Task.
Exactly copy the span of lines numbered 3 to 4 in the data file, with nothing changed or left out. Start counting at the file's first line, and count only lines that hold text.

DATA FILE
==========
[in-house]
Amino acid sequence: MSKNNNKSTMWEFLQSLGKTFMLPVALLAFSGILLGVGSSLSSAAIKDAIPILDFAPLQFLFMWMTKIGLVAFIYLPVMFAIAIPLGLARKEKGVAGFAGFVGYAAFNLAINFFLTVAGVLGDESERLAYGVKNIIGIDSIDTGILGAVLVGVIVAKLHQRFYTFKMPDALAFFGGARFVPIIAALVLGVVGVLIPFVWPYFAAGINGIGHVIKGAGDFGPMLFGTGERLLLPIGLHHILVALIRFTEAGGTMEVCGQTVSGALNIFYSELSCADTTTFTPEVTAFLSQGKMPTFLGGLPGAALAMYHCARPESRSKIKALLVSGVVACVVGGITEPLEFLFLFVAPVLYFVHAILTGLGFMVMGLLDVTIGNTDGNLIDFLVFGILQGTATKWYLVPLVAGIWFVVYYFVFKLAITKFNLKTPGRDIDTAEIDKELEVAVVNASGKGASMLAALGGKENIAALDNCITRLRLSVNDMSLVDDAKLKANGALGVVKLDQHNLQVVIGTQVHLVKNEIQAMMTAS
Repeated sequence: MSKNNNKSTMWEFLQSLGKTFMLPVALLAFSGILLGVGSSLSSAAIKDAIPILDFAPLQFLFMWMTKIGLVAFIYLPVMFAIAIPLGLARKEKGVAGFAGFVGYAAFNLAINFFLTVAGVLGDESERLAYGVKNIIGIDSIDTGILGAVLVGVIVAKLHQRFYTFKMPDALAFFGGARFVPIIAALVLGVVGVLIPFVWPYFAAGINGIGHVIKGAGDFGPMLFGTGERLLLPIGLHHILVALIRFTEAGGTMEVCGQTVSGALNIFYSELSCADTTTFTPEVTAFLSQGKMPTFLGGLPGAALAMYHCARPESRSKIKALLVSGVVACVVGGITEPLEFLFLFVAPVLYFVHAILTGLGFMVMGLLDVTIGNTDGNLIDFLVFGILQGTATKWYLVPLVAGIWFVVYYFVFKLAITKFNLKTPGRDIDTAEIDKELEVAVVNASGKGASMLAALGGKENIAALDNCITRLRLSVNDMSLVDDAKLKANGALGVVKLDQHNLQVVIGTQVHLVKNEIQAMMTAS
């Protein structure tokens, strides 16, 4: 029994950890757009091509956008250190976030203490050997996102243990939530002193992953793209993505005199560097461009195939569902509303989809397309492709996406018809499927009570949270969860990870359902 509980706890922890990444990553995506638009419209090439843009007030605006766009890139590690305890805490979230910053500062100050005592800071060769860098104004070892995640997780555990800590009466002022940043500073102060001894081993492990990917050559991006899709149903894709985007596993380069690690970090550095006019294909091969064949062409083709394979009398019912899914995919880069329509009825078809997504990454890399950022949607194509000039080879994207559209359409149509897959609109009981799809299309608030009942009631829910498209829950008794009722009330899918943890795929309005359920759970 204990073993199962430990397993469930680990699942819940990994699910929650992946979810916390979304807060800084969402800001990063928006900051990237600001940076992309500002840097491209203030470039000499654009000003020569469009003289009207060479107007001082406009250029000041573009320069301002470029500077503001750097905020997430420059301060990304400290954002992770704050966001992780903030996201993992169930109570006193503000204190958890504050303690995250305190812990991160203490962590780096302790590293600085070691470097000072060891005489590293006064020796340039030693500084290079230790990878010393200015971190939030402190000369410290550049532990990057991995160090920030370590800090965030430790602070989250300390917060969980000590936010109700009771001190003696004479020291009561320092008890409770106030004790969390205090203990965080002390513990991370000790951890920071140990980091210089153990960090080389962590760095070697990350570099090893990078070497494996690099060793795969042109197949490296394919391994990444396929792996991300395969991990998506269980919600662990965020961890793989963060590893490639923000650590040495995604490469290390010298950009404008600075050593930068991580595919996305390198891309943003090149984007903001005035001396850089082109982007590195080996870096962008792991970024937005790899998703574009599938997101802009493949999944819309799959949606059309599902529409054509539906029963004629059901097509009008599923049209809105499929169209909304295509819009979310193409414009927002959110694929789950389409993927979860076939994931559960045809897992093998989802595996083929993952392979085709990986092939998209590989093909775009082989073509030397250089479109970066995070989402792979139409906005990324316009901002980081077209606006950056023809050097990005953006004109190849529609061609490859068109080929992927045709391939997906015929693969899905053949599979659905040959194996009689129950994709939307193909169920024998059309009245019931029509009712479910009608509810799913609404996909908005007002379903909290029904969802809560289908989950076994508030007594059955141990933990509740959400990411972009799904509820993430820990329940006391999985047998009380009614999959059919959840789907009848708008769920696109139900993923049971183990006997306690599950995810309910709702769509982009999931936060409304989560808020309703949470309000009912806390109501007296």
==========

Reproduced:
Repeated sequence: MSKNNNKSTMWEFLQSLGKTFMLPVALLAFSGILLGVGSSLSSAAIKDAIPILDFAPLQFLFMWMTKIGLVAFIYLPVMFAIAIPLGLARKEKGVAGFAGFVGYAAFNLAINFFLTVAGVLGDESERLAYGVKNIIGIDSIDTGILGAVLVGVIVAKLHQRFYTFKMPDALAFFGGARFVPIIAALVLGVVGVLIPFVWPYFAAGINGIGHVIKGAGDFGPMLFGTGERLLLPIGLHHILVALIRFTEAGGTMEVCGQTVSGALNIFYSELSCADTTTFTPEVTAFLSQGKMPTFLGGLPGAALAMYHCARPESRSKIKALLVSGVVACVVGGITEPLEFLFLFVAPVLYFVHAILTGLGFMVMGLLDVTIGNTDGNLIDFLVFGILQGTATKWYLVPLVAGIWFVVYYFVFKLAITKFNLKTPGRDIDTAEIDKELEVAVVNASGKGASMLAALGGKENIAALDNCITRLRLSVNDMSLVDDAKLKANGALGVVKLDQHNLQVVIGTQVHLVKNEIQAMMTAS
């Protein structure tokens, strides 16, 4: 029994950890757009091509956008250190976030203490050997996102243990939530002193992953793209993505005199560097461009195939569902509303989809397309492709996406018809499927009570949270969860990870359902 509980706890922890990444990553995506638009419209090439843009007030605006766009890139590690305890805490979230910053500062100050005592800071060769860098104004070892995640997780555990800590009466002022940043500073102060001894081993492990990917050559991006899709149903894709985007596993380069690690970090550095006019294909091969064949062409083709394979009398019912899914995919880069329509009825078809997504990454890399950022949607194509000039080879994207559209359409149509897959609109009981799809299309608030009942009631829910498209829950008794009722009330899918943890795929309005359920759970 204990073993199962430990397993469930680990699942819940990994699910929650992946979810916390979304807060800084969402800001990063928006900051990237600001940076992309500002840097491209203030470039000499654009000003020569469009003289009207060479107007001082406009250029000041573009320069301002470029500077503001750097905020997430420059301060990304400290954002992770704050966001992780903030996201993992169930109570006193503000204190958890504050303690995250305190812990991160203490962590780096302790590293600085070691470097000072060891005489590293006064020796340039030693500084290079230790990878010393200015971190939030402190000369410290550049532990990057991995160090920030370590800090965030430790602070989250300390917060969980000590936010109700009771001190003696004479020291009561320092008890409770106030004790969390205090203990965080002390513990991370000790951890920071140990980091210089153990960090080389962590760095070697990350570099090893990078070497494996690099060793795969042109197949490296394919391994990444396929792996991300395969991990998506269980919600662990965020961890793989963060590893490639923000650590040495995604490469290390010298950009404008600075050593930068991580595919996305390198891309943003090149984007903001005035001396850089082109982007590195080996870096962008792991970024937005790899998703574009599938997101802009493949999944819309799959949606059309599902529409054509539906029963004629059901097509009008599923049209809105499929169209909304295509819009979310193409414009927002959110694929789950389409993927979860076939994931559960045809897992093998989802595996083929993952392979085709990986092939998209590989093909775009082989073509030397250089479109970066995070989402792979139409906005990324316009901002980081077209606006950056023809050097990005953006004109190849529609061609490859068109080929992927045709391939997906015929693969899905053949599979659905040959194996009689129950994709939307193909169920024998059309009245019931029509009712479910009608509810799913609404996909908005007002379903909290029904969802809560289908989950076994508030007594059955141990933990509740959400990411972009799904509820993430820990329940006391999985047998009380009614999959059919959840789907009848708008769920696109139900993923049971183990006997306690599950995810309910709702769509982009999931936060409304989560808020309703949470309000009912806390109501007296």